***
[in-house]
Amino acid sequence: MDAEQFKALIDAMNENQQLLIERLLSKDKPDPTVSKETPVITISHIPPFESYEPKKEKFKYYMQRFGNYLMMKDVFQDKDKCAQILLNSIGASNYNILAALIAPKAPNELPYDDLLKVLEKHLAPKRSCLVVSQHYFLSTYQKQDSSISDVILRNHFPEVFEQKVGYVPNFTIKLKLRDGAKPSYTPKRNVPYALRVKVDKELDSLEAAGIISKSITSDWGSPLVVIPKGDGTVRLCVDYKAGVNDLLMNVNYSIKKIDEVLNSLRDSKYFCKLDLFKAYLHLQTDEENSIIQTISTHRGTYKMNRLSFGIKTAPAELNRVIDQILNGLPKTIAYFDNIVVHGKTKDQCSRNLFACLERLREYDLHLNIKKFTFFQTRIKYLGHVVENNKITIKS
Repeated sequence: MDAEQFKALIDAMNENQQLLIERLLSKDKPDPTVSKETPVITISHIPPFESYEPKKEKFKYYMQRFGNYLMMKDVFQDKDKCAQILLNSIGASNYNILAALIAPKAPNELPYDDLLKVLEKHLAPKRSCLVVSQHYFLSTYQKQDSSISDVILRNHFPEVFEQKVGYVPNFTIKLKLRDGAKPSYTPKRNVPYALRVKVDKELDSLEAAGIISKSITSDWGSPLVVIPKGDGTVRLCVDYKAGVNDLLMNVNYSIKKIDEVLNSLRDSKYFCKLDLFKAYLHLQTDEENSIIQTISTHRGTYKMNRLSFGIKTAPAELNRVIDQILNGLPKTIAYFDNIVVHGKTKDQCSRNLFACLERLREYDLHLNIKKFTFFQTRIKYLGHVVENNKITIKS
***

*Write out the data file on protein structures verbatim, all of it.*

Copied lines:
[in-house]
Amino acid sequence: MDAEQFKALIDAMNENQQLLIERLLSKDKPDPTVSKETPVITISHIPPFESYEPKKEKFKYYMQRFGNYLMMKDVFQDKDKCAQILLNSIGASNYNILAALIAPKAPNELPYDDLLKVLEKHLAPKRSCLVVSQHYFLSTYQKQDSSISDVILRNHFPEVFEQKVGYVPNFTIKLKLRDGAKPSYTPKRNVPYALRVKVDKELDSLEAAGIISKSITSDWGSPLVVIPKGDGTVRLCVDYKAGVNDLLMNVNYSIKKIDEVLNSLRDSKYFCKLDLFKAYLHLQTDEENSIIQTISTHRGTYKMNRLSFGIKTAPAELNRVIDQILNGLPKTIAYFDNIVVHGKTKDQCSRNLFACLERLREYDLHLNIKKFTFFQTRIKYLGHVVENNKITIKS
Repeated sequence: MDAEQFKALIDAMNENQQLLIERLLSKDKPDPTVSKETPVITISHIPPFESYEPKKEKFKYYMQRFGNYLMMKDVFQDKDKCAQILLNSIGASNYNILAALIAPKAPNELPYDDLLKVLEKHLAPKRSCLVVSQHYFLSTYQKQDSSISDVILRNHFPEVFEQKVGYVPNFTIKLKLRDGAKPSYTPKRNVPYALRVKVDKELDSLEAAGIISKSITSDWGSPLVVIPKGDGTVRLCVDYKAGVNDLLMNVNYSIKKIDEVLNSLRDSKYFCKLDLFKAYLHLQTDEENSIIQTISTHRGTYKMNRLSFGIKTAPAELNRVIDQILNGLPKTIAYFDNIVVHGKTKDQCSRNLFACLERLREYDLHLNIKKFTFFQTRIKYLGHVVENNKITIKS